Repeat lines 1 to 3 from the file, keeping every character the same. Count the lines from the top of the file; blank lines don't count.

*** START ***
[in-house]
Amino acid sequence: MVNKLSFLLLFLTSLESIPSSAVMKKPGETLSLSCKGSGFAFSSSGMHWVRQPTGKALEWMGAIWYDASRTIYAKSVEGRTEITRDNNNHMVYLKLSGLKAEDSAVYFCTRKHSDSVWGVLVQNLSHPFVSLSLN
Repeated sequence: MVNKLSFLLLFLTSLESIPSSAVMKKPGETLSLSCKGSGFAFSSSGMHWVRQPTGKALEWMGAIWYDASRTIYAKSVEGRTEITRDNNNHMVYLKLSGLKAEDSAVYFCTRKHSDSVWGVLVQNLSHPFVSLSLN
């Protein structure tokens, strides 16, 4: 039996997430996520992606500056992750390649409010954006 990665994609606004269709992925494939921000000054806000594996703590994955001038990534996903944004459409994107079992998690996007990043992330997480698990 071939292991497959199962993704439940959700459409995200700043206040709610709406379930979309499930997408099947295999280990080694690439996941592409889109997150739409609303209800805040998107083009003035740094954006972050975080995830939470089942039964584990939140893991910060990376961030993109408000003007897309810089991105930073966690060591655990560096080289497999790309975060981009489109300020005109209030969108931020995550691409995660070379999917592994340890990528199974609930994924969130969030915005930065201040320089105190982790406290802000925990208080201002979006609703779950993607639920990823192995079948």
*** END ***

[in-house]
Amino acid sequence: MVNKLSFLLLFLTSLESIPSSAVMKKPGETLSLSCKGSGFAFSSSGMHWVRQPTGKALEWMGAIWYDASRTIYAKSVEGRTEITRDNNNHMVYLKLSGLKAEDSAVYFCTRKHSDSVWGVLVQNLSHPFVSLSLN
Repeated sequence: MVNKLSFLLLFLTSLESIPSSAVMKKPGETLSLSCKGSGFAFSSSGMHWVRQPTGKALEWMGAIWYDASRTIYAKSVEGRTEITRDNNNHMVYLKLSGLKAEDSAVYFCTRKHSDSVWGVLVQNLSHPFVSLSLN